French tres, tres upset with Messier's nods to Wall Street

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Imagine that Barry Diller is fired from USA Networks and stars such as Julia Roberts and Robert de Niro rush to his defense. Then, in a wider protest, technicians and presenters lambaste his firing on live TV. Next, Diller's exit becomes the central issue in a lackluster race for the White House-until an extremist right-wing politician scores a big upset the primaries.

Far-fetched? It all just happened in France after Jean-Marie Messier, the New York-based CEO of Vivendi Universal, fired Pierre Lescure, the relatively anonymous CEO and founder of Vivendi's Paris-based Canal Plus cable network. The firing caused street demonstrations in Paris and stirred questions about the future of French language and culture.

Isabelle Adjani, Gerard Depardieu and other celebrities sided with the former Monsieur L'Obscure. Technicians interrupted live programming, and French Prime Minister Lionel Jospin pledged "no one will lay a finger on Canal Plus if I am re-elected." It was the only show in Paris-until last week. Then the elite's introspection was shaken to the core when extreme right-wing presidential candidate Jean Marie le Pen beat Jospin in a shocking first-round election result.

The Messier saga has been forced back to the business pages. But still at risk is Vivendi Universal, the future career of Messier, the most powerful businessman in France, and-arguably-the viability of the French movie industry, the most meaningful in Europe.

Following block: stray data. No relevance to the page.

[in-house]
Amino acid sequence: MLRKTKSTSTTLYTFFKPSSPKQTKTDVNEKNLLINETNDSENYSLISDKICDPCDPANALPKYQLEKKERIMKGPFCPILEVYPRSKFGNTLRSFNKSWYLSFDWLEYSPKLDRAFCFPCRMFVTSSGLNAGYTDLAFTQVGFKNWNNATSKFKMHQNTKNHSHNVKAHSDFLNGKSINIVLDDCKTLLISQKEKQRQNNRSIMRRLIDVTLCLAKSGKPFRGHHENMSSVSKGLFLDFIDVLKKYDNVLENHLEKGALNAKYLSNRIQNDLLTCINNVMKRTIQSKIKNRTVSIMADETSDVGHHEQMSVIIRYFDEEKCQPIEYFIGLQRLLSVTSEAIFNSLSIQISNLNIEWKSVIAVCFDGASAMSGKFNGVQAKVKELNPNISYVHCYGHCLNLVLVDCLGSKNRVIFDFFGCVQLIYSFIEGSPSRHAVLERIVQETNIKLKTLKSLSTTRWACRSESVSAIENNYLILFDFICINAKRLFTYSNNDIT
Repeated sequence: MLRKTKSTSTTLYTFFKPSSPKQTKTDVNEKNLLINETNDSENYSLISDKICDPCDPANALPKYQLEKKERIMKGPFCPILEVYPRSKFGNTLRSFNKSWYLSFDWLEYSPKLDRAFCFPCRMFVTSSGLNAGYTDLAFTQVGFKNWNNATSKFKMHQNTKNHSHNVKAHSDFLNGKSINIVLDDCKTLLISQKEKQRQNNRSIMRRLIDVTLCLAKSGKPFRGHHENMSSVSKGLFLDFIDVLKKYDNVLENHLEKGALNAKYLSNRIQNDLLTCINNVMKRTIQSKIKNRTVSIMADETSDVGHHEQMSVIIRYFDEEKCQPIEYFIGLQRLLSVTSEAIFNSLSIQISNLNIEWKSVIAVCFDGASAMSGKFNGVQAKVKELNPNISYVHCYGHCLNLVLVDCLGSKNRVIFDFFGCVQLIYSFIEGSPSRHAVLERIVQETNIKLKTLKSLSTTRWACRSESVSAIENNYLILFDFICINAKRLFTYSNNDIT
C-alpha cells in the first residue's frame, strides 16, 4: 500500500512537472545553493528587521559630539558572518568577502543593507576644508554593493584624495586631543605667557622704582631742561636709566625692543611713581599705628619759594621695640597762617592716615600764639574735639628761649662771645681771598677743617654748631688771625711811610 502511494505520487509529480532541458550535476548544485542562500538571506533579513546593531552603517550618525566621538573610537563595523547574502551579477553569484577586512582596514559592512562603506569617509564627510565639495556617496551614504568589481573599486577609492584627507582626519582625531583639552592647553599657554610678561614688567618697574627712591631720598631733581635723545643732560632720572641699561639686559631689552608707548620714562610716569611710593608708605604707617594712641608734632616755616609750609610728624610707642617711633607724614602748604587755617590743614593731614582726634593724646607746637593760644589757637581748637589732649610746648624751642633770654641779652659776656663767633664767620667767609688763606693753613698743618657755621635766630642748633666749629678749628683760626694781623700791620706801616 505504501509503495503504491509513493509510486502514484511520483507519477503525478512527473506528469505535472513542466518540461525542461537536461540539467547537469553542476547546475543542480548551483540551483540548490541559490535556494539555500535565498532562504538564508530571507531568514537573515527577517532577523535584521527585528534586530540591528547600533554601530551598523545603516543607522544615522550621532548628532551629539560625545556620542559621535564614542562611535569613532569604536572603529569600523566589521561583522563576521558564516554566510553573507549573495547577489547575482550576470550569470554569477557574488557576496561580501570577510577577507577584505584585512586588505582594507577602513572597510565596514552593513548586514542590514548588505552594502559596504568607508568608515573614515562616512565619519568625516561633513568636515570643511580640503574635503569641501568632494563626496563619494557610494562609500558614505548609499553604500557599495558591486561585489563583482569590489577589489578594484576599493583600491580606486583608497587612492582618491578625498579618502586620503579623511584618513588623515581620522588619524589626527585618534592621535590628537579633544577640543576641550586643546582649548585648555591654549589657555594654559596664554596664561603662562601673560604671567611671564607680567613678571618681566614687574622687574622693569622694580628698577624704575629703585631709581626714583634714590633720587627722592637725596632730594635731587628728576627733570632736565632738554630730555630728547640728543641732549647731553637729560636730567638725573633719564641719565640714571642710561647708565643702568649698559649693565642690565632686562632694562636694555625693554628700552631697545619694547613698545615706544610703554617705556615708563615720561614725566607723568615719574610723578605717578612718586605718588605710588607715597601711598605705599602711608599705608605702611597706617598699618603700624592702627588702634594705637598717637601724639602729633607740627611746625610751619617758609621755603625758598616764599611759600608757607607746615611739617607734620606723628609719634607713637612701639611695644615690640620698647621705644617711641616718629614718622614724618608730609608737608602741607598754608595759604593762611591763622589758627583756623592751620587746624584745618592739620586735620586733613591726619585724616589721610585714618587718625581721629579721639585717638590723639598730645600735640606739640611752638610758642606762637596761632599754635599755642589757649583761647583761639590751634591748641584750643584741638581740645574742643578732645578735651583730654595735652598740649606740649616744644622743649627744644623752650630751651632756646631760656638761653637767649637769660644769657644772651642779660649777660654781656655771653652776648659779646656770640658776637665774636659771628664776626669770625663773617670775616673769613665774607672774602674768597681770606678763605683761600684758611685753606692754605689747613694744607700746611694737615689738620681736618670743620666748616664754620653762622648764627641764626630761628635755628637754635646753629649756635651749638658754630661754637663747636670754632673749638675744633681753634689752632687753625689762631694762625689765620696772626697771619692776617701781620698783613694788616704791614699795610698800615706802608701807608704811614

Messier, who acquired Universal from Seagram just two years ago, was until recently France's favorite businessman. In his meteoric rise, the 45 year-old Messier transformed the French water utility Compagnie Generale des Eaux into the Vivendi media empire. He acquired Canal Plus, France's first pay-TV network, rolled out digital-TV platforms across Europe and attempted, with Vodafone, to set up the Vizzavi multi-access international mobile portal. Vizzavi was once estimated at a "potential value" of $30 billion. Two years later it is valued at virtually zero.

Cue Wall Street pressure on Messier to fix Canal Plus, which, for the fifth straight year, announced losses, this time of some $400 million. France may have protested, but Vivendi Universal's share price went up after Messier's firing of the Canal Plus CEO. It may not be enough. Vivendi is now under intense accounting scrutiny in the post-Enron climate. Analysts dispute its claim to have outpaced AOL Time Warner's growth rates.

Messier stands accused by analysts of following the "new new trend" too slavishly, and by politicians of gambling with the French movie industry. As part of Canal Plus's charter, it underwrites a certain percentage of French movies to fill its airtime. This protectionism is euphemistically termed the "French cultural exception." But what France has really taken exception to is that Messier, one of its own, has "gone American."

Messier's greatest sin was to move to New York to be closer to the talent and Wall Street. He may survive the current assault, not least because the alternative may be an unpalatable break-up of Vivendi. Even if he does, he will spend the foreseeable future pulling daggers slowly and painfully out of his back.

Stefano Hatfield is editorial director of Ad Age Global and Creativity magazines

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